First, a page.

Paul Callicott gives back as a firefighter

ADDISON — One of the youngest members of Town Line First Response is Paul Callicott, who hails from Charlotte, N.C. Paul moved here six years ago to be with Karen, a native Vermonter; the two run the Briggs Dairy Farm in Addison. The farm has been in the family since Karen’s great-grandfather started it around 1920.
Paul Callicott joined the Addison Fire Department in November 2013, thinking he could help the community. He remembers an emergency call he went to in 2015. An infant with a feeding tube had aspirated and he had to stand by helplessly with the baby’s parents while waiting for the ambulance. There was no EMT on the call. Paul had taken limited first aid training as part of his firefighting certification, but was not allowed to give oxygen or any other medical treatment, and the wait seemed forever. He signed up for EMT training and joined Town Line First Response soon afterward.
He finds 80-85 percent of emergency calls in Addison are for medical issues, and the increasing number of retirees living near the lake or staying in campgrounds in the town account for much of his work. There are elderly people with chronic conditions not well controlled, like heart and breathing problems that become emergencies. He has had diabetic emergencies, slip and fall incidents and narcotic overdoses that he had to treat by administering Narcan. Luckily his farm work schedule is flexible and he can respond to calls in his area quickly. Although he had taken a first aid course in elementary school, the EMT class was his first formal medical training. He did not find the course work difficult and says much of the class was common sense. He adds he is frustrated by some of the state protocols and frequent protocol changes handed down to first responders.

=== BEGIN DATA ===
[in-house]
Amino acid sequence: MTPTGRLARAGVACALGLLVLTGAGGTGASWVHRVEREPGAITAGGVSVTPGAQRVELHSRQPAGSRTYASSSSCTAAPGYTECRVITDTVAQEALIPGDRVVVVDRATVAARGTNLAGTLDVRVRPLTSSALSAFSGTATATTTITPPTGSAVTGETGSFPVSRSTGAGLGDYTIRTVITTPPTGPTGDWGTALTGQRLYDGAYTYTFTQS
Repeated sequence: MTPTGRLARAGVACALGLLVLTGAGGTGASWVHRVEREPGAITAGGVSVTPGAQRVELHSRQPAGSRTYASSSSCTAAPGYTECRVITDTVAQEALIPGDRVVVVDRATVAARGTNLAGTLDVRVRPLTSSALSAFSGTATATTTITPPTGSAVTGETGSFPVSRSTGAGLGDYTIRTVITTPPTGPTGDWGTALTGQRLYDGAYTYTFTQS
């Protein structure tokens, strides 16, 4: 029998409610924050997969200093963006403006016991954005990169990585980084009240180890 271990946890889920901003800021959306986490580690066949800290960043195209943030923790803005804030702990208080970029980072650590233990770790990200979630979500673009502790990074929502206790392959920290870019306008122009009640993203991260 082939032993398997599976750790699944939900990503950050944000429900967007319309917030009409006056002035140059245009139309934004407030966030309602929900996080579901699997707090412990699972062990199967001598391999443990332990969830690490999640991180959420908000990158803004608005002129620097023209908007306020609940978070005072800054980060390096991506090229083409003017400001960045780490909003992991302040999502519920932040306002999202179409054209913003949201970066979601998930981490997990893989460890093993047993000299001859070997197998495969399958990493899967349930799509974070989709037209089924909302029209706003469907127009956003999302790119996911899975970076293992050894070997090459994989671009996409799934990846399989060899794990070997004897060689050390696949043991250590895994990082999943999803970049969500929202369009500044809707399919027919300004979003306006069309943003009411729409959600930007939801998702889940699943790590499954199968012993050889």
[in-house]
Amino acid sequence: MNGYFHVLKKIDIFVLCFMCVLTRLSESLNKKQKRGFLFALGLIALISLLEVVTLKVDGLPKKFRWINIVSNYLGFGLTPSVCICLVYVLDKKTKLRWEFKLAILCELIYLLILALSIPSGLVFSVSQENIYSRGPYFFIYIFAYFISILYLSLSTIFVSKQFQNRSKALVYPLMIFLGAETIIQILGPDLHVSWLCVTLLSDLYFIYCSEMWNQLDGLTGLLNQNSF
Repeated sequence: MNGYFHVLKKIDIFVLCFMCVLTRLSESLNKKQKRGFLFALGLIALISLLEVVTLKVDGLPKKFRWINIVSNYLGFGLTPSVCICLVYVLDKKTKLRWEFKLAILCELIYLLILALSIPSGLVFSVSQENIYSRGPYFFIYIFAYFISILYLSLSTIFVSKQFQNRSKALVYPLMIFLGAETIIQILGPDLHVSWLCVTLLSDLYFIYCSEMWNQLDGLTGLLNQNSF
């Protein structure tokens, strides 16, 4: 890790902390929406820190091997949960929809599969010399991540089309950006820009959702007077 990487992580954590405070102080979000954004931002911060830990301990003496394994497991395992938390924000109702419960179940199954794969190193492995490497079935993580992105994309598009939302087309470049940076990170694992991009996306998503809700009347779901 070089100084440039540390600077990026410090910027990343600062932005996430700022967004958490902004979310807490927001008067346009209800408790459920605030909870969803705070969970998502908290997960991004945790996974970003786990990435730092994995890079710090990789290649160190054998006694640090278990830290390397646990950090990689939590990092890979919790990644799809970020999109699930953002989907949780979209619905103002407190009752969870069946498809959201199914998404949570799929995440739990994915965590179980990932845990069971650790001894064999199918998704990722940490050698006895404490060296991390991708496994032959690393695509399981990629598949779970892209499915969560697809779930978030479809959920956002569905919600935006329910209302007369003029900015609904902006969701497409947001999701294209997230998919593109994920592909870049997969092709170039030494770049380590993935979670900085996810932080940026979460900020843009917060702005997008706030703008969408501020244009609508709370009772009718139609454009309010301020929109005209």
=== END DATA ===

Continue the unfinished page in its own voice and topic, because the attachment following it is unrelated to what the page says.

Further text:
Car crashes happen anywhere, and he well remembers his first mass casualty incident, (where the number of victims is greater than the number of personnel) in Panton. Eight young people squeezed into a hatchback car were returning from collecting mussels at the lake. The driver lost control around a sharp curve on Goodrich Corners Road, skidding on gravel and rolling to throw half the vehicle occupants out of the car. All survived, but it eventually required all four responding firefighters, four ambulances (one from Vergennes, one from Middlebury and two from Charlotte) and three Town Line EMTs to handle the extrication, treatment on scene and transport to local hospitals for treatment of multiple fractures and other injuries.
Paul says he misses a few things since he moved to the Green Mountain State, like readily available take-out food from life in the suburbs, but he loves being in Vermont. He and Karen hope to raise their daughter, Clara, on their farm. He hopes his work as a volunteer makes a difference in Addison, and he plans to go on responding to both fire and EMS calls.
Has he ever personally saved a life? It is hard to know, because first responders often don’t learn what happens after a person goes to the hospital.
He encourages other people, particularly those who are young and healthy enough to sign up for training as EMT volunteers. Contact Ron Sunderland for more information through his office at Rosie’s, 388-7052.
Editor’s note: Writer Alice Grau is a volunteer EMT with Town Line First Response.

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